Identity theft can happen to anyone. Since more people are going online to shop, bank, or file their taxes, there is an increased risk for thieves to steal personal information from consumers.  Even if you are careful, a thief can obtain your information by hacking into systems of businesses, as millions of people learned last year with the Equifax data breach.  Cyber breaches increased in 2016 with most of the breaches impacting the medical and health care organizations, educations, and government.  There have been over 1,000 breaches exposing millions of records.  Stolen information can sell for more than $30 on the black market according to CNN.  However, in time and frustration alone, it will cost a victim much more than that.  Stolen information allows thieves to open bank accounts, lines of credit, new credit cards, get a driver’s license, file taxes to steal your refund and more.  What can you do if you find out your information has been compromised?

As we have seen, you may not know if you are the victim of a breach until you hear about it on the news. The first thing you should do if you suspect you are a victim is to check your credit with the major credit bureaus – Equifax, Experian, and TransUnion.  You are able to access your credit report for free annually at annualcreditreport.com.  If you have already accessed your credit report this year, you may have to pay a fee.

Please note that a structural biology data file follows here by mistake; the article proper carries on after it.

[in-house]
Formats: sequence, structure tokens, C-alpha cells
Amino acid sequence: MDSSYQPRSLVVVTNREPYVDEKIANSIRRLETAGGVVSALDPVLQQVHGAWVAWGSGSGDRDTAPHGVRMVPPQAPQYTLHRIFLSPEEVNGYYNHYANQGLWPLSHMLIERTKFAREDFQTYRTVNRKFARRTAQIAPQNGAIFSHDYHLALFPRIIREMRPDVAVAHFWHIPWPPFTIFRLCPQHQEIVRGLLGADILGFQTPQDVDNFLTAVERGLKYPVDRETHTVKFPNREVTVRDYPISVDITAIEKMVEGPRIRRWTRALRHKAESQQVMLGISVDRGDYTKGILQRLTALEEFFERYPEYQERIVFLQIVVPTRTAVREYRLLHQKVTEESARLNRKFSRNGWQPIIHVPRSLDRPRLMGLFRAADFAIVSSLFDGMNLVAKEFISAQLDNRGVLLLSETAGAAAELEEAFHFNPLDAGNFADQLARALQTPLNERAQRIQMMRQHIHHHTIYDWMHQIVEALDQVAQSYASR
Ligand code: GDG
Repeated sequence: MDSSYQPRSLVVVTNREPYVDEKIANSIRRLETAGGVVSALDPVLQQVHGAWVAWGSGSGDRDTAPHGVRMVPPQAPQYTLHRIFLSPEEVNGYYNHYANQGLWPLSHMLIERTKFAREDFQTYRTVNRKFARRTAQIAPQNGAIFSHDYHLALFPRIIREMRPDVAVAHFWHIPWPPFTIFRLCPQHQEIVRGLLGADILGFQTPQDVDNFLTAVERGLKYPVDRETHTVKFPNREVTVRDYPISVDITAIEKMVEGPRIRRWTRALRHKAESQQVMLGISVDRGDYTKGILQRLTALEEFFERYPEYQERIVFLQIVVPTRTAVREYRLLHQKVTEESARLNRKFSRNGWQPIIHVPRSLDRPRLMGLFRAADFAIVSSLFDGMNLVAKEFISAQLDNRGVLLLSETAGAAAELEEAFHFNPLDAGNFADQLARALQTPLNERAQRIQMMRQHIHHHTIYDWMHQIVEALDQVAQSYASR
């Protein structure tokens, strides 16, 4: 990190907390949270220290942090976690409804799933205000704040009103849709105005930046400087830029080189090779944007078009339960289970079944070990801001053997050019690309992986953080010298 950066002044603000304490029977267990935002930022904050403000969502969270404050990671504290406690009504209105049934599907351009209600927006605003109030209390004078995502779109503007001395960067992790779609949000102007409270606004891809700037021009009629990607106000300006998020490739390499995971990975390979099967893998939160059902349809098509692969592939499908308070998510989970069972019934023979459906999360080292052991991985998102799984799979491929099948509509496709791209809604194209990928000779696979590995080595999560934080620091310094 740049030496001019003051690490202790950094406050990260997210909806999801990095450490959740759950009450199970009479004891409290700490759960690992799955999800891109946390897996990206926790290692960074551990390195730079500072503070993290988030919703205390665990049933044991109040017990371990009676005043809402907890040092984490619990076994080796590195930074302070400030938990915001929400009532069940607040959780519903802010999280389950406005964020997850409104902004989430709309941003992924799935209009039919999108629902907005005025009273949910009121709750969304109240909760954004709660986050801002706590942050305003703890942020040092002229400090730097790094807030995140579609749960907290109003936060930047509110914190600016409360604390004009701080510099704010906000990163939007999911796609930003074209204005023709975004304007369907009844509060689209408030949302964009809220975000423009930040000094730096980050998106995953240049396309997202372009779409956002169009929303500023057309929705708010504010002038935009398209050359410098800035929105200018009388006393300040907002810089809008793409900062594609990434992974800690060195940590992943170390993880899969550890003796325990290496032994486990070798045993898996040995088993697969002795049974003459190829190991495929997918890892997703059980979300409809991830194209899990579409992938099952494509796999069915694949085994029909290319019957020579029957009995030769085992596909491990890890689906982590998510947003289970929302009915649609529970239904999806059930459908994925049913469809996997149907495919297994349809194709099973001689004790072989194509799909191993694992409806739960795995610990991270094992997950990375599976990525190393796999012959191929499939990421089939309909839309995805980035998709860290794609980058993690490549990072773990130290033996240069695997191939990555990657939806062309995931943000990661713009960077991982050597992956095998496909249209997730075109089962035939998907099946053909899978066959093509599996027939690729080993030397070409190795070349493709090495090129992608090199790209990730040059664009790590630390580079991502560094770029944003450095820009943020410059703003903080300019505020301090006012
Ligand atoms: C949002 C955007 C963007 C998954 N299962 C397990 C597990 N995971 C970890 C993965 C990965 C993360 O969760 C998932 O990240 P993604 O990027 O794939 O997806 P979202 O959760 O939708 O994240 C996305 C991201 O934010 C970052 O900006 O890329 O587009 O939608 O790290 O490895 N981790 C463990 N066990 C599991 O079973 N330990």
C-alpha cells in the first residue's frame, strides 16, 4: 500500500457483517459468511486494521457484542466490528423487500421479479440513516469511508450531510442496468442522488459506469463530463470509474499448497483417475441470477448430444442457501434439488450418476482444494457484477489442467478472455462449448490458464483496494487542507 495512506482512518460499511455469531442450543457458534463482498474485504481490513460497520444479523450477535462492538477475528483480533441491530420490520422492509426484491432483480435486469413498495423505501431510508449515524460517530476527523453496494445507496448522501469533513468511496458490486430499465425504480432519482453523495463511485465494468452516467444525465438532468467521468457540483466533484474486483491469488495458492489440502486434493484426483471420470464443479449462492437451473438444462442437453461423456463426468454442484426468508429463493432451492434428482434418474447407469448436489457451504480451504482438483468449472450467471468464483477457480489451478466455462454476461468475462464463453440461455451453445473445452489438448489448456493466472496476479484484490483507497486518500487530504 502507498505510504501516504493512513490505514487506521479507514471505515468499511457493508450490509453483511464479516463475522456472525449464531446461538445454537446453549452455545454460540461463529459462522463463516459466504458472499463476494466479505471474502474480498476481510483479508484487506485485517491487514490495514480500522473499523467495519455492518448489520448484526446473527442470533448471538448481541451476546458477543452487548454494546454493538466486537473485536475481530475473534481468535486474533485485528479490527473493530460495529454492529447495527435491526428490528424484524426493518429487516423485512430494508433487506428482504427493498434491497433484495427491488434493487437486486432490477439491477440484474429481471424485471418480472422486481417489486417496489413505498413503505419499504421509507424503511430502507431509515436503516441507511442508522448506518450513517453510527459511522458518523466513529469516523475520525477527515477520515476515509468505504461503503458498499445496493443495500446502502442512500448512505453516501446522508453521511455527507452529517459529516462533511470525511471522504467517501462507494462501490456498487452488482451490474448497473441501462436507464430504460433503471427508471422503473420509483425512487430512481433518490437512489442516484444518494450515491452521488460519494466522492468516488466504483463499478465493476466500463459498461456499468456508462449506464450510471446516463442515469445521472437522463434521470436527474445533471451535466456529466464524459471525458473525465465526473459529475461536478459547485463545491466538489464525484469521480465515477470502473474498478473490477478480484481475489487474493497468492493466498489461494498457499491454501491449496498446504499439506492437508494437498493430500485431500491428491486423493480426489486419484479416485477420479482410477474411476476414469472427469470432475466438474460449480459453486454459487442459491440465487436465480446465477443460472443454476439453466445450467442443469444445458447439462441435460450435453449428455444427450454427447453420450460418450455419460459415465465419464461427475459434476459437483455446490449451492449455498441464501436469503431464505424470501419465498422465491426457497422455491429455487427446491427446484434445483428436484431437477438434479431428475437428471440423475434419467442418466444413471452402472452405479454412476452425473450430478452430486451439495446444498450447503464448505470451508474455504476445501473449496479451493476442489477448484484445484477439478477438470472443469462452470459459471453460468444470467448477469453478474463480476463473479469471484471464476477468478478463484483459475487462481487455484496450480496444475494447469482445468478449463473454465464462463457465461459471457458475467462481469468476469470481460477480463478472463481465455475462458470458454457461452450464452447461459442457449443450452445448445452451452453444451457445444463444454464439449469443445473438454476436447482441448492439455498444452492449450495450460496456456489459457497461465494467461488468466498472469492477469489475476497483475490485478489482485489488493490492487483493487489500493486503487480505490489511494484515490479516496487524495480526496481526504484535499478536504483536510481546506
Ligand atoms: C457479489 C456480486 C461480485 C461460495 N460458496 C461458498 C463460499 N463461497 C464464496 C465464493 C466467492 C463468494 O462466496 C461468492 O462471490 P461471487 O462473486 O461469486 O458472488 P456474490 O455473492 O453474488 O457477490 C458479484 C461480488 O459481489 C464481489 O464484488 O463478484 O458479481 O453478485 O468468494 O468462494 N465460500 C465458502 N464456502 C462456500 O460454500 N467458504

Although credit card microchips have curtailed counterfeiting, thieves have become focused on opening new accounts with stolen information. If you learn your information has been compromised, here are some steps to take to regain control of your information.  In every situation, you will want to continue to check your credit report and report any additional unauthorized activity.

Mortgage interest rates moved higher late in the week even though there appeared to not be a catalyst for the move higher.  Generally the overall market is not favorable to mortgage interest rates with a tightening monetary policy by the Federal Reserve, accelerating economic growth and the fear that inflation will become a more significant factor.

Next week the following event will take place and economic data will be released:

  1. The Existing Home Sales report will be released on Monday;
  2. The New Home Sales report will be released on Tuesday;
  3. The Durable Orders report will be released and the European Central Bank will meet, both on Thursday; and
  4. First quarter GDP will be released on Friday.

This week there were a range of events and economic data that influenced mortgage interest rates.  While some of the news was positive for mortgage interest rates, overall the news was mixed and rates ended the week slightly higher than last week.

Next week the following events will occur and economic data will be released:

  1. The Consumer Price Index will be released on Tuesday;
  2. Retail Sales will be released on Wednesday;
  3. The Housing Start report will come out on Friday; and
  4. There will be Treasury Auctions on Monday and Tuesday.